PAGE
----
Robert Ashley (1930 - 2014) was an US-American composer. He studied at the University of Michigan and the Manhattan School of Music and was afterwards a military musician in the US Army.
Ashley composed experimental and interdisciplinary operas and plays and is considered a pioneer of television opera, often collaborating with avant-garde musicians of his time. He ranks among the most important U.S. composers of the 20th century and is profiled in Peter Greenaway's film Four American Composers along with John Cage, Philipp Glas, and Peter Gordon. In the 1960s, he founded the ONCE Festivals and Ann Arbor's Cooperative Studio for Electronic Music, directed the ONCE Group theater ensemble, and served as director of the San Francisco Tape Music Center and Mills College in Oakland. He participated in Documenta 8 with his work Atlanta Strategy.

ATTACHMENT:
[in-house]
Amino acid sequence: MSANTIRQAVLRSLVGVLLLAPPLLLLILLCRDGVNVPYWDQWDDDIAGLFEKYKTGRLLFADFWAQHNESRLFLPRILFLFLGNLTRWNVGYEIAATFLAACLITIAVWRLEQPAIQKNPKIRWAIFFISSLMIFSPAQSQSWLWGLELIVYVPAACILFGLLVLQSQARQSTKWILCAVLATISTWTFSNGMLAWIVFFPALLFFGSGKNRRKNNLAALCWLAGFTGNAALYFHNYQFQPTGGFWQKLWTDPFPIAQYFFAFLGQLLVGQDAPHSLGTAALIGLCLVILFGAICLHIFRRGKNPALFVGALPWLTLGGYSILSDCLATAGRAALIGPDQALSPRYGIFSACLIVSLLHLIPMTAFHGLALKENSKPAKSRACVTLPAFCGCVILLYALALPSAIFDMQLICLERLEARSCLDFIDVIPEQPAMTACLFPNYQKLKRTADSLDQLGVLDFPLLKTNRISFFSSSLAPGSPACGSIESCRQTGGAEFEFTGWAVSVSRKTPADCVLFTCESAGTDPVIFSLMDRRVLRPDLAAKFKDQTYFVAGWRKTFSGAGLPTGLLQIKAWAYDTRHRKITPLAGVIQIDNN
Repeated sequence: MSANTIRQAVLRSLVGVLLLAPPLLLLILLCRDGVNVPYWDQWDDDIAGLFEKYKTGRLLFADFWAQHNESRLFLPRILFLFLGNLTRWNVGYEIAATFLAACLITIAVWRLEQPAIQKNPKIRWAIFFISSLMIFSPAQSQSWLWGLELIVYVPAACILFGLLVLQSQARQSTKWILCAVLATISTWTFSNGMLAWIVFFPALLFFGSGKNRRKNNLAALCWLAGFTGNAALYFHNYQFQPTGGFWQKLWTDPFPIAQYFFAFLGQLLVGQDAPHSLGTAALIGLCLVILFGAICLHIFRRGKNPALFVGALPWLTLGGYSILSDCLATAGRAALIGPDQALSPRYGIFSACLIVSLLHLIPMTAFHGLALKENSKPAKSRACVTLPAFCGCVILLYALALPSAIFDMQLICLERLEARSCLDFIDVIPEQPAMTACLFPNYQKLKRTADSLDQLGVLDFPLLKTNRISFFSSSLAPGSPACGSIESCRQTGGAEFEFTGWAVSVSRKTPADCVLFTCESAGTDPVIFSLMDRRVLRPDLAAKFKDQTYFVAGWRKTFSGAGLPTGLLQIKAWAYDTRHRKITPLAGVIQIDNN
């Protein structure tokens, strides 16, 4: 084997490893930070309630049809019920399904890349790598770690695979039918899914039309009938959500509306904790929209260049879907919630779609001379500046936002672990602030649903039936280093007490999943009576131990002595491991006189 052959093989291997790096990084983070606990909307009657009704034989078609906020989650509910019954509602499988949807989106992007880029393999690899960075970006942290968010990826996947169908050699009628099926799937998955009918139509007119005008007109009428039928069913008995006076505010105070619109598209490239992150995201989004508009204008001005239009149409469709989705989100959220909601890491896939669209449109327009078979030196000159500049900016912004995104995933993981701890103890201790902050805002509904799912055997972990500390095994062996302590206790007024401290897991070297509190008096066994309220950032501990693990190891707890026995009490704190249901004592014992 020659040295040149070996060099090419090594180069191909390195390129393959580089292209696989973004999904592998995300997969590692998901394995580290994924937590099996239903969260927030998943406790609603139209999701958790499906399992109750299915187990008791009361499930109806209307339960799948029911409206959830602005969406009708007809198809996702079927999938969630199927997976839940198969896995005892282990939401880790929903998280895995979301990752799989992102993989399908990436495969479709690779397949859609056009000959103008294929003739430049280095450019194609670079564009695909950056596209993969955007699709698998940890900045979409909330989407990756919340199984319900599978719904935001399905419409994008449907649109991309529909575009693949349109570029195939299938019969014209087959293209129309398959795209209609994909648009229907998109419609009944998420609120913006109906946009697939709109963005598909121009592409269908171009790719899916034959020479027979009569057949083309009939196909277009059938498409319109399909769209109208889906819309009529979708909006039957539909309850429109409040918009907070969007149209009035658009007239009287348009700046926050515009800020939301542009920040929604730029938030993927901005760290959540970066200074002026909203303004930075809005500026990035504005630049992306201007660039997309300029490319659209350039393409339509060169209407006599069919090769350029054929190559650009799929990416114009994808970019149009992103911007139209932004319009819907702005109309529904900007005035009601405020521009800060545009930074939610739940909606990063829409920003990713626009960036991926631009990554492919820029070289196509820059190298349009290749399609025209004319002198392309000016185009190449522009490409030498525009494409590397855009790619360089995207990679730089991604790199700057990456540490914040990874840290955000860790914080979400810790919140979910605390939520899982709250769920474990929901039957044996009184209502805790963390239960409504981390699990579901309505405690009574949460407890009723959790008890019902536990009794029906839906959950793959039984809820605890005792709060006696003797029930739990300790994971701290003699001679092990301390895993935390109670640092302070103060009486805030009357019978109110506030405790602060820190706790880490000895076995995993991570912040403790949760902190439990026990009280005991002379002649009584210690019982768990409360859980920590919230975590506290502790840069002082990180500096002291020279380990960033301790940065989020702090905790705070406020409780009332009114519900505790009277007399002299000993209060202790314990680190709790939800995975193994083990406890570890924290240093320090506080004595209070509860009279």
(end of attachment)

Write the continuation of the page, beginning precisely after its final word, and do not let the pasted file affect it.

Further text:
In 1980, Ashley developed the opera Perfect Lives in a series of live performances before it was recorded for television. It was first shown on television and at film festivals worldwide in 1984 and is considered the precursor to music television.
In 2002, Ashley received the John Cage Award for Music from the Foundation for Contemporary Performance Arts and in 2008, the Letter of Distinction from the American Music Center.
Ashley was working on two new operas, Crash and Quicksand, when he died in New York City on March 3, 2014. However, both operas were completed and performed by collaborators.